I never saw Crash when it came out because I like to think I have developed a good sense for what movies are good or bad simply from seeing some of their publicity. Yesterday was a snow day and today was a snow day, though, and sometimes watching "big" movies is a fun way to celebrate those kind of days.
But instead, it was bad, and here is the main reason: non-diegetic sound. That is, it relies on music and sounds that aren't generated from the action on the screen itself as a substitute for true emotion. The use of non-diegetic sound isn't necessarily why Crash is bad, but it was a big early clue for me that it would be. I mean, when there is a scene, and it it supposed to be an intense interpersonal exchange, and in the background you hear this thick, sludgy layer of synthesized soundtrack, it means that they are trying to manipulate you using something other than whatever dramatic interest and tension they have invested in the characters. It's a cop out, in other words. And they use this all the time in Crash.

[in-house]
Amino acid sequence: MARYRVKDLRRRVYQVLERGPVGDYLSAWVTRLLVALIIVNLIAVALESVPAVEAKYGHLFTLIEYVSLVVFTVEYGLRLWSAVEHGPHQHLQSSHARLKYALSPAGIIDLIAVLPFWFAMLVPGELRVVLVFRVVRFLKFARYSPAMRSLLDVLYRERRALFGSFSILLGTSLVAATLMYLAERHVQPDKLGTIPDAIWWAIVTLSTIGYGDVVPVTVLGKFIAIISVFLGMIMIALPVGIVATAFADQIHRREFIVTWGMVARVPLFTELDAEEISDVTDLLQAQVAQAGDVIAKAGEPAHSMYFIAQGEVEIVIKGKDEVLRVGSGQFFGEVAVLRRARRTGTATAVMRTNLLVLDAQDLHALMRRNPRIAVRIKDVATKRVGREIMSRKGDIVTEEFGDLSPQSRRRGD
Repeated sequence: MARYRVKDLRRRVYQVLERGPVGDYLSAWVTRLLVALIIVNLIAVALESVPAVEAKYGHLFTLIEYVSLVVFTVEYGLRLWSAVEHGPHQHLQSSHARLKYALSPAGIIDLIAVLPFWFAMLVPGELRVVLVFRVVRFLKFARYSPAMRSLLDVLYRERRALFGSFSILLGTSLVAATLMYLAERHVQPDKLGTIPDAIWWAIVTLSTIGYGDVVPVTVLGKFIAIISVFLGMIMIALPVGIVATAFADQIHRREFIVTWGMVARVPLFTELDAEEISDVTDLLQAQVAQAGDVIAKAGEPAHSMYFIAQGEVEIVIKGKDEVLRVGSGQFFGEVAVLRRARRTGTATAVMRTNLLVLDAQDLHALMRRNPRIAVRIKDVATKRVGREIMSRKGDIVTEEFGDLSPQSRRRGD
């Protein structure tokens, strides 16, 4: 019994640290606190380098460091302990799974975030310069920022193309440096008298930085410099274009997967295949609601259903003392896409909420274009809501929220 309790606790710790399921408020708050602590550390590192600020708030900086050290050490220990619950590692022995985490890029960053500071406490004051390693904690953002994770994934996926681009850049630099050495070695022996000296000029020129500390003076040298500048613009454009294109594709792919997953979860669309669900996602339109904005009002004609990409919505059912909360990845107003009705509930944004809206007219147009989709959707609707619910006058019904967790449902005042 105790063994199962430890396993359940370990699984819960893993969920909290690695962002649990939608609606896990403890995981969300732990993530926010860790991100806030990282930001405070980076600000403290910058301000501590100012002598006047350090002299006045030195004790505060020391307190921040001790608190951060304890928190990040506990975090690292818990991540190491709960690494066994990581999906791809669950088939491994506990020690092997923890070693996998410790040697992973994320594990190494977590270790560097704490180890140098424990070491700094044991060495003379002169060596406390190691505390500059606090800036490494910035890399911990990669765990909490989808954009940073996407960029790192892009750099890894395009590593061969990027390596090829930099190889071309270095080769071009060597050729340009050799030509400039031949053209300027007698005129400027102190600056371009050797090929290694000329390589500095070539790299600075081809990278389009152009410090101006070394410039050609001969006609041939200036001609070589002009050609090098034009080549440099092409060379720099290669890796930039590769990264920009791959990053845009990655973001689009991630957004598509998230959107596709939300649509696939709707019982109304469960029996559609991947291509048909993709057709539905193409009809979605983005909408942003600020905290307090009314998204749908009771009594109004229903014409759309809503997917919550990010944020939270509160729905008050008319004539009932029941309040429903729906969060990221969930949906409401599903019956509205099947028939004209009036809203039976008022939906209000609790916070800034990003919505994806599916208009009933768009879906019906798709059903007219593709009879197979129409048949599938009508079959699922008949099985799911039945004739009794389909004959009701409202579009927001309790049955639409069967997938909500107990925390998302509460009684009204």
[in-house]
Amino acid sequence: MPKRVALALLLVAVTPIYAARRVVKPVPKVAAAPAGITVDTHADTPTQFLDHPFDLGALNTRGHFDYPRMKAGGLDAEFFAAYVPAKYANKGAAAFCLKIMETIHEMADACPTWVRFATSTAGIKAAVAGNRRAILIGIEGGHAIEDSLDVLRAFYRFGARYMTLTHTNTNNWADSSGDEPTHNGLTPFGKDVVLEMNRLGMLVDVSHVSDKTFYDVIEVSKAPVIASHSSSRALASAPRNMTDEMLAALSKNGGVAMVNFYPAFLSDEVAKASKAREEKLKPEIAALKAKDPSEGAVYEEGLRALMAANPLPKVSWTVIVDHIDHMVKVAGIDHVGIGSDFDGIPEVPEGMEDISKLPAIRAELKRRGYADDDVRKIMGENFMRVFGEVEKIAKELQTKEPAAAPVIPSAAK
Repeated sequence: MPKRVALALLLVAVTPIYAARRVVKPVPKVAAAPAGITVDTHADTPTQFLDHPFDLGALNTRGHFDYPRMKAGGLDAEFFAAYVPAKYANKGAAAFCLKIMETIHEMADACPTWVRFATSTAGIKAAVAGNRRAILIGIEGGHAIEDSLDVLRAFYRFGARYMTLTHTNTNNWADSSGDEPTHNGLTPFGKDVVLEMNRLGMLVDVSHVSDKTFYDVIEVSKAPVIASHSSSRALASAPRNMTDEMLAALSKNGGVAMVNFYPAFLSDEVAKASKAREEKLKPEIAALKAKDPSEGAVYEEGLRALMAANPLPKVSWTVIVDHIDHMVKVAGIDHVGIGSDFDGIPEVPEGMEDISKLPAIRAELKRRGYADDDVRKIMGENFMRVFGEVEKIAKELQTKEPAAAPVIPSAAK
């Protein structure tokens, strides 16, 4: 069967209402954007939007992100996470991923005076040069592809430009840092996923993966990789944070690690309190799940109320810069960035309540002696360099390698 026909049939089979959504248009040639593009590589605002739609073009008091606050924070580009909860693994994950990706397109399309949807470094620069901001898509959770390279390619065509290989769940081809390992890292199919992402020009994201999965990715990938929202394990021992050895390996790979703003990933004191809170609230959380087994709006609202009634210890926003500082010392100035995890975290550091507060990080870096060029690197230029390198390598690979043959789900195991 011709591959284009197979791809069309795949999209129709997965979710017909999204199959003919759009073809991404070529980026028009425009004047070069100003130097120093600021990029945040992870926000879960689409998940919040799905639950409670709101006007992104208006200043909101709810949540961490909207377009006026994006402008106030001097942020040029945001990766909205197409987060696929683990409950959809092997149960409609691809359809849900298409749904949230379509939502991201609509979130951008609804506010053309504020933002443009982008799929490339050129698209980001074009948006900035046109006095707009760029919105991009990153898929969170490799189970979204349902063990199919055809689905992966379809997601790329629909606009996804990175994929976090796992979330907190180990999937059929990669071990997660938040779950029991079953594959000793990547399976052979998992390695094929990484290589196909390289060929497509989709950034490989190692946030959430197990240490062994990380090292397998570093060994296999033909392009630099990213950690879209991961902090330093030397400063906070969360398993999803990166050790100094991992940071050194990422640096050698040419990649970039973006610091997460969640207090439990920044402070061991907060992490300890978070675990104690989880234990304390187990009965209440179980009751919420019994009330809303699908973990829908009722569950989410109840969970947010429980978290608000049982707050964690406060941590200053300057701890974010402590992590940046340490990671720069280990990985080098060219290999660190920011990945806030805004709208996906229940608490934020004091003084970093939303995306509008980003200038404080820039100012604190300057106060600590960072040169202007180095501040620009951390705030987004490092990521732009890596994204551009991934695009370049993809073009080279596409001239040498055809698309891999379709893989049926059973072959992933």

Take away the music, and you'd have some pretty boring stuff going on, I think. Really, what is so devastating about the epiphanies experienced by the characters in this movie? Here's a short list:
Shop keeper guy: if you shoot someone's kid, you really should not have done that.
Locksmith: it is so great when your children are not shot by unstable immigrant entrepreneurs.
Matt Dillon, bad cop: women will not like you if you touch them inappropriately.
TV director's wife: even if a cop is a bigot, he might try to save you from a burning car.
Good cop kid: sometimes, when angry strangers reach for their pockets in a violent manner and it is late at night, they are not reaching for guns.
Sandra Bullock: you should not be shallow and materialistic.
TV director: people are bigoted against blacks, and that is partly because some black youths steal cars.
The other cop guy: I'm not sure what he learned.
Ludicris: maybe I don't always live up to my ideals about not stealing from other black people. I should really examine the way I live because I am ashamed of myself.
It's not just the obtuseness of the message that I dislike, but the ham-fisted way the movie uses bizarre coincidence after coincidence, cute children, and a melodramatic soundtrack to make it all come together. Ultimately, I think it was popular because by saying "You need to see Crash," people could tell themselves that they were enlightened on the subject of race. But could any movie about race in America really leave you feeling this good and this hopeful for the possibility that we can all be brought together? Is it that easy?
Wow, that's quite a rant.